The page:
Posted on: December 29, 2011
I realized I haven’t done a hey, how are you-post in a long while. I’m going to give ya’ll an update on what’s going on in my life and in my Jewish life and then you should post a comment that says hi how are you too, okay?
Word cannot express how wonderful my trip was. And how grateful I am to everyone who made my trip possible. Thank yous aren’t enough, I know but I’ll forever say thank you. I still (still!) wake up about every third night on Israeli time. I kind of hope it continues until I make it back. It’s a great, albeit kind of annoying, reminder that Israel is still in my heart.
I had a great opportunity to return to Israel and do amazing work with an amazing organization. Unfortunately, you’ll recall that four-month stint without a job. It’s still rearing it’s ugly head in bills that are months behind and leaving for Israel for five months while amazing, feels like I’m running away from responsibility.
I hope to return in 2012, rather, I’m confident that I will return in 2012 in some capacity with the hopes of staying for two or more weeks and visiting places and people I didn’t get to see on my first trip. I let A Wider Bridge quote me on something I’ll share with you, Israel was “the single most life-altering experience of my life.” I’m sure I’ll post little memories of Israel as time goes on, but I had to stop posting about it because I felt like my thoughts were really scattered and all over the place.
It’s a complicated place filled with conflicts, truths, pain, joy, beauty and ugliness. At the suggestion of one of my friends I’m reading a non-fiction book on Israel in between Jewish Wisdom. It’s good, it’s frank, it’s honest. It’s complicated because that’s what Israel is.
I will say this, I didn’t expect Israel to be so white. Perhaps it’s where we were and the people we met verses the people we didn’t, but it felt a lot like being in Brooklyn at times, but with better food. I’m hoping that when I go back and do more exploring I’ll get to see more diversity.
Can you believe I’m Jewish? Sometimes it feel like I’ve always been Jewish and sometimes it feels like I’m trying to keep my head above water. When I got off the plane from Israel (after crying again) I decided I wanted to go back to school. It was the first thing I told my gf when I saw her. I told her I wanted to get a Masters in Middle Eastern Languages or Middle Eastern Religion with a focus on Islam and Judaism or Conflict Resolution with a Focus on Israel/Palestine or Religious Studies and look at the Middle Eastern Roots of Monotheism. Granted those are four different, but similar areas to get my masters in. It’s really a matter of finding a program in NYC, the rest is just studying, reading, and hopefully traveling to the Middle East a lot. Something sparked in Israel.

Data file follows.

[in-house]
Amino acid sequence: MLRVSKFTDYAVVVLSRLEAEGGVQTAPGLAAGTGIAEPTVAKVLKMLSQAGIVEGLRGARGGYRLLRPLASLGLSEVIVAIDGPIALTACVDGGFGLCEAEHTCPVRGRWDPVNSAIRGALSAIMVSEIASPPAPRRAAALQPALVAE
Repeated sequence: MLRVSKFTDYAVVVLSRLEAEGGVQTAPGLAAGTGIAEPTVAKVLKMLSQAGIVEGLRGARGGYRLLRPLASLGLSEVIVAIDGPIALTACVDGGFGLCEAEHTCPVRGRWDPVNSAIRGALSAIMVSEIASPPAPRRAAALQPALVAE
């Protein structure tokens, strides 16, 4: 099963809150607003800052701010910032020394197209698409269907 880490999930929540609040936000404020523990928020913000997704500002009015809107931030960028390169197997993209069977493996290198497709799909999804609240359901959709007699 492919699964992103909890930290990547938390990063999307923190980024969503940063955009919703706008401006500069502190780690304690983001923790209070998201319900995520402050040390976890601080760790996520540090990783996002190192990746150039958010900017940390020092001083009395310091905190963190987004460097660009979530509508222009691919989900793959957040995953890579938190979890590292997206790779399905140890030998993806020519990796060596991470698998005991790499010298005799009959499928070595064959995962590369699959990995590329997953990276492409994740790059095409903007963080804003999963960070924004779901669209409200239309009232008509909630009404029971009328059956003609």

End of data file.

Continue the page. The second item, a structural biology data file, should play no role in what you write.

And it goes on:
Yesterday a blog on CNN about Jewish Diversity (don’t read the comments) reinforced the fact that who we are as Jews is seriously misconstrued in the eyes of Jews and gentiles alike. It’s been said on this blog before and it’s the slogan of Be’chol Lashon, but it needs to be heard louder. We are a Global People. Jews come in all hues, and more importantly we’re not the same.
My new metaphor for how I’ve started to think about Judaism and how I fit into Judaism isn’t about fitting. It’s about molding Judaism around me, rather than trying to fit into a box. Judaism has a set of rule, to be sure We have the wonderful gift of Torah, but we’re also given free-will and encouraged to wrestle with that Torah. Israel was named such because he wrestled with God. It has been the Jewish way to wrestle since Torah times. One of the first metaphors I used to describe Judaism was like being in a room, and it’s still like that for me. It’s also about making it my own, and not being afraid of it not being kosher.
This rumbling with the Haredi community in Israel is so painful. It’s painful to see Jews tormenting other Jews. It’s painful to see Judaism at these extremes and it’s painful to see men without the realization that they are not God. Men cannot judge us truly, only God can do that. It’s in human nature to judge, and we find ways of putting ourselves above others so that we’re on top. But, that’s not our purpose and it will definitely not bring the Messiah.
This blog is small and insignificant in the grand scheme of things, but it matters. It matters because it’s personal to me, but it matters because it tells a truth. Jews aren’t one thing, one kind of person, one practice. We’re as varied as the people who make us up. Sometimes we’re complacent and let things just sort of glide by and that’s okay. I’m not the kind of Jew who let’s things just go by.
I’m a real person, not just “Black, Gay and Jewish.” If I were to make t-shirts (oh, maybe I should make t-shirts) BG&J would be my brand. It’s my online persona, it’s how you reach me on Facebook and Twitter, but it’s not Erika. The real Erika is a girl from Ohio who lives in Brooklyn with a pain in the ass cat. She’s a new Jew and she’s going back to school. She’s also really grateful to have you come to this little place in the cybersphere to read about my journey.
So say hi.
or just read.